Stop the hunger strikeAn act of terror waged by a mad citizen against the floor leader of the main opposition party in broad daylight cannot be forgiven no matter what. The act of violence against Rep. Kim Sung-tae of the Liberty Korea Party (LKP) over political views constitutes as an obstruction of democracy and a contradiction of a parliamentary democracy, apart from the pros and cons of his hunger strike against the ruling Democratic Party (DP).
Kim kicked off a hunger strike after the ruling party refused to accept the opposition’s demand for a special investigation of the so-called Druking scandal involving a ruling party lawmaker in an online public opinion manipulation campaign. We urge law enforcement authorities to thoroughly probe into the malicious attack inside the National Assembly, as the episode can be used for political purposes regardless of what the attacker’s intentions were.
At the same time, our political circles must reflect on whether they are responsible for the use of violence. Floor leader Kim started his strike to call for the DP to accommodate the opposition’s demand for an investigation of the Druking scandal by an independent counsel. But Kim’s hunger strike lost its grounds to the extent that it can hardly get support from other opposition parties, not to mention the LKP. A hunger strike is not something you can wage without a life-and-death cause. We question if he really needs to risk his own life no matter how important the truth is.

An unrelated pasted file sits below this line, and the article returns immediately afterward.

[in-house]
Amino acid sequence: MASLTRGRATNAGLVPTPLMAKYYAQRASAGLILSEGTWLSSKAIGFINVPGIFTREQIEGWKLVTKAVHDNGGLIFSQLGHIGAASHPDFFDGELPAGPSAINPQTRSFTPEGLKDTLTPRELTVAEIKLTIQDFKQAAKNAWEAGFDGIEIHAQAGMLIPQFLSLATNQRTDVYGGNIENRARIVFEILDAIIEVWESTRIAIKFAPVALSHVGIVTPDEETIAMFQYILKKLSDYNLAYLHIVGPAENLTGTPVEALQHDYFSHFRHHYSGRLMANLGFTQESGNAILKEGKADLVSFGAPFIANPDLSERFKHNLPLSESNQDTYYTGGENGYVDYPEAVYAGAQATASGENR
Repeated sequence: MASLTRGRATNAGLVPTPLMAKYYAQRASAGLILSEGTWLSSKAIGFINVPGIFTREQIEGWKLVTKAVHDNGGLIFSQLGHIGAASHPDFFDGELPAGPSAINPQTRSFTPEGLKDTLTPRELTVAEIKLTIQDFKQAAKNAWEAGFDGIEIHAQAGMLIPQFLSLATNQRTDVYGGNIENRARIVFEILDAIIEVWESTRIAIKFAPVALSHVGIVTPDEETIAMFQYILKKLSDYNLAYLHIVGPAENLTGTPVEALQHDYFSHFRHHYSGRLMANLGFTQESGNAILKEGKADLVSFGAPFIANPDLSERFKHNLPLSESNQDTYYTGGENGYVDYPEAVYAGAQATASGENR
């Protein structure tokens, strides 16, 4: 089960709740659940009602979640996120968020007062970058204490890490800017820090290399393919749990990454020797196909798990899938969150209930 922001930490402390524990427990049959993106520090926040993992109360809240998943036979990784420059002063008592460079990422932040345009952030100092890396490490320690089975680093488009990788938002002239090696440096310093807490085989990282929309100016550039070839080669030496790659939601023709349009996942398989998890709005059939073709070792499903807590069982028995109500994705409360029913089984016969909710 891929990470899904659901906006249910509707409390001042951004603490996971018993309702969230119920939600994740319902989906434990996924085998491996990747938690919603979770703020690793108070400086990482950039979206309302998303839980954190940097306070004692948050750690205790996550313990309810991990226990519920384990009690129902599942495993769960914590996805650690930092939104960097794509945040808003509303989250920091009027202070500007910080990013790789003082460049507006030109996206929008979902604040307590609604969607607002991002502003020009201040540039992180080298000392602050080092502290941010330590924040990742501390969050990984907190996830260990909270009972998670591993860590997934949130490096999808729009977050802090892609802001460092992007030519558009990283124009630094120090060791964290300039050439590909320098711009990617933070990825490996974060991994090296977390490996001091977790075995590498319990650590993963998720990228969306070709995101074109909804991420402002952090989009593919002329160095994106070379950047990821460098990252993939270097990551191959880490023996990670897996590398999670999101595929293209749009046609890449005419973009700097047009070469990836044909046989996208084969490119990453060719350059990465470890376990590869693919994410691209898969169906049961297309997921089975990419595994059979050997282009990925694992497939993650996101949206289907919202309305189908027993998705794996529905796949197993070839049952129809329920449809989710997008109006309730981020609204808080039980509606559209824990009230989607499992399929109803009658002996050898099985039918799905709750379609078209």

Politics is basically about cause. A protest without proper justification can only produce unwanted side effects of turning into a farce. Opponents are even making online petitions on the Blue House website calling for a live camera to monitor if he is actually waging the strike faithfully. Others are mocking his strike by sending pizza to him. Kim must stop his strike and the opposition party also must withdraw its earlier decision to join it.
The ruling Democratic Party is also accountable for the terror attack at the National Assembly and the idling of the legislature. While Rep. Kim Kyoung-soo expressed willingness to accept a special investigation, the leadership of the ruling party is steadfastly rejecting it. In the meantime, a series of pending bills — such as an act to reduce fine dust — are only idling in the legislature even after it opened an extraordinary session a week ago.
The ruling party must first make concession and normalize the operation of the National Assembly. The legislature must deal with urgent bills. That’s a way to prevent another terrorist act in the future.
JoongAng Ilbo, May 7, Page 26